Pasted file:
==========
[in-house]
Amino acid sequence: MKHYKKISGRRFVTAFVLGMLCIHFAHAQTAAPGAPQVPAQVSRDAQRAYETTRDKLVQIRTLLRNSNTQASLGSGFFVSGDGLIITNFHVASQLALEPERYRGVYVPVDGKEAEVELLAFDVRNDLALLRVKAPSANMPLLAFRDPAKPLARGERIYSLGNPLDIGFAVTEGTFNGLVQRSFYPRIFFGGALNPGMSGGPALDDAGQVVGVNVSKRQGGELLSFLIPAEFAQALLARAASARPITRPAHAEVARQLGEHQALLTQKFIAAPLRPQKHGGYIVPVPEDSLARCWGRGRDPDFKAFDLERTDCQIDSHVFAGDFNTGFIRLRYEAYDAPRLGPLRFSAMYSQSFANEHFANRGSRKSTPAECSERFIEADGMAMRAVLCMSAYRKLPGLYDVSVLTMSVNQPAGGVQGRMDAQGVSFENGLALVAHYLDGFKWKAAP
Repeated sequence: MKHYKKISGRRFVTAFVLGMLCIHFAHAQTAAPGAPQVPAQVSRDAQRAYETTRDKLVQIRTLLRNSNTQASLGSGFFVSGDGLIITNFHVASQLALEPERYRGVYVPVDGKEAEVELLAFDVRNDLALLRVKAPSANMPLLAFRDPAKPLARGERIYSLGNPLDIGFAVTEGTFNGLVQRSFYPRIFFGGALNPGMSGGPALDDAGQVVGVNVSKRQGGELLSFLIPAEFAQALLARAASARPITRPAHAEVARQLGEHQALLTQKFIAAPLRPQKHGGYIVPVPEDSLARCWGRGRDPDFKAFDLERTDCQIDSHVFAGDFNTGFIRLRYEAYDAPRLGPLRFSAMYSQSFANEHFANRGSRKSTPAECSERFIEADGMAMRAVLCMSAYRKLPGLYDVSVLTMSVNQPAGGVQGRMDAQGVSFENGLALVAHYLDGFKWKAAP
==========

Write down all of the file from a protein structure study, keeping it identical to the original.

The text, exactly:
[in-house]
Amino acid sequence: MKHYKKISGRRFVTAFVLGMLCIHFAHAQTAAPGAPQVPAQVSRDAQRAYETTRDKLVQIRTLLRNSNTQASLGSGFFVSGDGLIITNFHVASQLALEPERYRGVYVPVDGKEAEVELLAFDVRNDLALLRVKAPSANMPLLAFRDPAKPLARGERIYSLGNPLDIGFAVTEGTFNGLVQRSFYPRIFFGGALNPGMSGGPALDDAGQVVGVNVSKRQGGELLSFLIPAEFAQALLARAASARPITRPAHAEVARQLGEHQALLTQKFIAAPLRPQKHGGYIVPVPEDSLARCWGRGRDPDFKAFDLERTDCQIDSHVFAGDFNTGFIRLRYEAYDAPRLGPLRFSAMYSQSFANEHFANRGSRKSTPAECSERFIEADGMAMRAVLCMSAYRKLPGLYDVSVLTMSVNQPAGGVQGRMDAQGVSFENGLALVAHYLDGFKWKAAP
Repeated sequence: MKHYKKISGRRFVTAFVLGMLCIHFAHAQTAAPGAPQVPAQVSRDAQRAYETTRDKLVQIRTLLRNSNTQASLGSGFFVSGDGLIITNFHVASQLALEPERYRGVYVPVDGKEAEVELLAFDVRNDLALLRVKAPSANMPLLAFRDPAKPLARGERIYSLGNPLDIGFAVTEGTFNGLVQRSFYPRIFFGGALNPGMSGGPALDDAGQVVGVNVSKRQGGELLSFLIPAEFAQALLARAASARPITRPAHAEVARQLGEHQALLTQKFIAAPLRPQKHGGYIVPVPEDSLARCWGRGRDPDFKAFDLERTDCQIDSHVFAGDFNTGFIRLRYEAYDAPRLGPLRFSAMYSQSFANEHFANRGSRKSTPAECSERFIEADGMAMRAVLCMSAYRKLPGLYDVSVLTMSVNQPAGGVQGRMDAQGVSFENGLALVAHYLDGFKWKAAP